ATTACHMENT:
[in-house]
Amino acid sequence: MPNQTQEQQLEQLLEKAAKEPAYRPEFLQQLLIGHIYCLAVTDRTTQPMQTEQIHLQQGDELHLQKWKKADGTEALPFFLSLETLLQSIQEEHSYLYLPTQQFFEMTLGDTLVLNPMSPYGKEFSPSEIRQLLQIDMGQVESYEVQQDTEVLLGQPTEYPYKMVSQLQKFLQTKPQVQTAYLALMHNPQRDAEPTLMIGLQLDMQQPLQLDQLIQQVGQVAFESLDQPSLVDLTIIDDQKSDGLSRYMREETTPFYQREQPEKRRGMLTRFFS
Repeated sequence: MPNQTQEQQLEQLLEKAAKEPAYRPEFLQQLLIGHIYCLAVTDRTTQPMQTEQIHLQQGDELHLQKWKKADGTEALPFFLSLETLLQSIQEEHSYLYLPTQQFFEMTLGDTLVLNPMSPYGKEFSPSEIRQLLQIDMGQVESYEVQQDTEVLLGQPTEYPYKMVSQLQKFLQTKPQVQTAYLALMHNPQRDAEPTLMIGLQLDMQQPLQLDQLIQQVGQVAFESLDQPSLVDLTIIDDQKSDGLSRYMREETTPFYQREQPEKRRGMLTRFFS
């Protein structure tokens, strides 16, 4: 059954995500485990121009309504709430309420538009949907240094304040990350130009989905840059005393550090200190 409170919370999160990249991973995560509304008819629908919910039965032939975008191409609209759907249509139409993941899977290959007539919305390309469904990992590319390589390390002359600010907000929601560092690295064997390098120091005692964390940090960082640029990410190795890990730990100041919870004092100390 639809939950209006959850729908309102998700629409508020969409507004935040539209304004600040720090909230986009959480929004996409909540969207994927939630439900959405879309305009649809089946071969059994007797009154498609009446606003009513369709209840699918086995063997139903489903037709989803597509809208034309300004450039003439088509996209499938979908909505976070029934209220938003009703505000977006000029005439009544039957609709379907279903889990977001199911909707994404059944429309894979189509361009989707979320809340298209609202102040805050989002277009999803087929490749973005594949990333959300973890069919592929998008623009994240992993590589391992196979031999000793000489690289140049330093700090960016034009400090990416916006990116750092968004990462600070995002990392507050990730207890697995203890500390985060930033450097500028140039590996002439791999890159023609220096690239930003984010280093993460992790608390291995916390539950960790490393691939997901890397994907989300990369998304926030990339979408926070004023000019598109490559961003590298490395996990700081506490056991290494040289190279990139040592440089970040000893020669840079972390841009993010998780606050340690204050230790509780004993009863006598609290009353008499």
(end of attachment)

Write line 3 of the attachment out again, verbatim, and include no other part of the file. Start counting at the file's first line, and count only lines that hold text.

Repeated sequence: MPNQTQEQQLEQLLEKAAKEPAYRPEFLQQLLIGHIYCLAVTDRTTQPMQTEQIHLQQGDELHLQKWKKADGTEALPFFLSLETLLQSIQEEHSYLYLPTQQFFEMTLGDTLVLNPMSPYGKEFSPSEIRQLLQIDMGQVESYEVQQDTEVLLGQPTEYPYKMVSQLQKFLQTKPQVQTAYLALMHNPQRDAEPTLMIGLQLDMQQPLQLDQLIQQVGQVAFESLDQPSLVDLTIIDDQKSDGLSRYMREETTPFYQREQPEKRRGMLTRFFS